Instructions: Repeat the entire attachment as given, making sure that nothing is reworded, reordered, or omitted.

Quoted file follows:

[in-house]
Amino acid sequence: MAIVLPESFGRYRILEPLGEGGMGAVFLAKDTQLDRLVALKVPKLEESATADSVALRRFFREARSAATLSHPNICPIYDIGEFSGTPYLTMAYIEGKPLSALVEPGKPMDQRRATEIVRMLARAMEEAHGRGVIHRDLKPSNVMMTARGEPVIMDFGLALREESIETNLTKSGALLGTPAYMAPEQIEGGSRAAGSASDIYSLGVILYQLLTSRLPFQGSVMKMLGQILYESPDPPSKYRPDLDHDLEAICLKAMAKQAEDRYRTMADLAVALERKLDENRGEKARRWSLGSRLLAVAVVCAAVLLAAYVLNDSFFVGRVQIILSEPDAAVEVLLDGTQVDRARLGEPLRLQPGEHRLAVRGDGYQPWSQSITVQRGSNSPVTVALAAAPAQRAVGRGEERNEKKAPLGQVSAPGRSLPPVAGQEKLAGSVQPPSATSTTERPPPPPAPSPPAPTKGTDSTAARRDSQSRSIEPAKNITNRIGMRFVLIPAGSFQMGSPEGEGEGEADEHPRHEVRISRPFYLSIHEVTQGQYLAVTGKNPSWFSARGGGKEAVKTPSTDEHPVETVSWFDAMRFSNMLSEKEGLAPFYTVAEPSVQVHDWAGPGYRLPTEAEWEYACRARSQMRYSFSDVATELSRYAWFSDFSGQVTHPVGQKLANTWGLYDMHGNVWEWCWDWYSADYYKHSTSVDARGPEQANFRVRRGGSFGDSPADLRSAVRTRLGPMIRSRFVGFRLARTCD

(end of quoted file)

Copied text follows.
[in-house]
Amino acid sequence: MAIVLPESFGRYRILEPLGEGGMGAVFLAKDTQLDRLVALKVPKLEESATADSVALRRFFREARSAATLSHPNICPIYDIGEFSGTPYLTMAYIEGKPLSALVEPGKPMDQRRATEIVRMLARAMEEAHGRGVIHRDLKPSNVMMTARGEPVIMDFGLALREESIETNLTKSGALLGTPAYMAPEQIEGGSRAAGSASDIYSLGVILYQLLTSRLPFQGSVMKMLGQILYESPDPPSKYRPDLDHDLEAICLKAMAKQAEDRYRTMADLAVALERKLDENRGEKARRWSLGSRLLAVAVVCAAVLLAAYVLNDSFFVGRVQIILSEPDAAVEVLLDGTQVDRARLGEPLRLQPGEHRLAVRGDGYQPWSQSITVQRGSNSPVTVALAAAPAQRAVGRGEERNEKKAPLGQVSAPGRSLPPVAGQEKLAGSVQPPSATSTTERPPPPPAPSPPAPTKGTDSTAARRDSQSRSIEPAKNITNRIGMRFVLIPAGSFQMGSPEGEGEGEADEHPRHEVRISRPFYLSIHEVTQGQYLAVTGKNPSWFSARGGGKEAVKTPSTDEHPVETVSWFDAMRFSNMLSEKEGLAPFYTVAEPSVQVHDWAGPGYRLPTEAEWEYACRARSQMRYSFSDVATELSRYAWFSDFSGQVTHPVGQKLANTWGLYDMHGNVWEWCWDWYSADYYKHSTSVDARGPEQANFRVRRGGSFGDSPADLRSAVRTRLGPMIRSRFVGFRLARTCD